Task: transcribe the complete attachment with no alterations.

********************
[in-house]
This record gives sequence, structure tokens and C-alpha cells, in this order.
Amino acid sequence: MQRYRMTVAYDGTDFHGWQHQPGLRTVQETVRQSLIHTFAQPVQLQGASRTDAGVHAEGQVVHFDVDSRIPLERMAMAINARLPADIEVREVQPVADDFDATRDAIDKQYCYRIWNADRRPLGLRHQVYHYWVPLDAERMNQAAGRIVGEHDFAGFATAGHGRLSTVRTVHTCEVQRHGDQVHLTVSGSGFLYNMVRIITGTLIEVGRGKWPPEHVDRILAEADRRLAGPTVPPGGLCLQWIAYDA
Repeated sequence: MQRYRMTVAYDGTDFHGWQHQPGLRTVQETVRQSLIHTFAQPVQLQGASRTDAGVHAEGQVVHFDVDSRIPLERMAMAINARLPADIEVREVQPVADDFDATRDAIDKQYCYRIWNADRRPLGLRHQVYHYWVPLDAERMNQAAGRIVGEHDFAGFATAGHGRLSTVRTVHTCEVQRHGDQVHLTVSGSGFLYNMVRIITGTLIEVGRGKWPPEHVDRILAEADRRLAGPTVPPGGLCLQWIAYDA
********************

[in-house]
This record gives sequence, structure tokens and C-alpha cells, in this order.
Amino acid sequence: MQRYRMTVAYDGTDFHGWQHQPGLRTVQETVRQSLIHTFAQPVQLQGASRTDAGVHAEGQVVHFDVDSRIPLERMAMAINARLPADIEVREVQPVADDFDATRDAIDKQYCYRIWNADRRPLGLRHQVYHYWVPLDAERMNQAAGRIVGEHDFAGFATAGHGRLSTVRTVHTCEVQRHGDQVHLTVSGSGFLYNMVRIITGTLIEVGRGKWPPEHVDRILAEADRRLAGPTVPPGGLCLQWIAYDA
Repeated sequence: MQRYRMTVAYDGTDFHGWQHQPGLRTVQETVRQSLIHTFAQPVQLQGASRTDAGVHAEGQVVHFDVDSRIPLERMAMAINARLPADIEVREVQPVADDFDATRDAIDKQYCYRIWNADRRPLGLRHQVYHYWVPLDAERMNQAAGRIVGEHDFAGFATAGHGRLSTVRTVHTCEVQRHGDQVHLTVSGSGFLYNMVRIITGTLIEVGRGKWPPEHVDRILAEADRRLAGPTVPPGGLCLQWIAYDA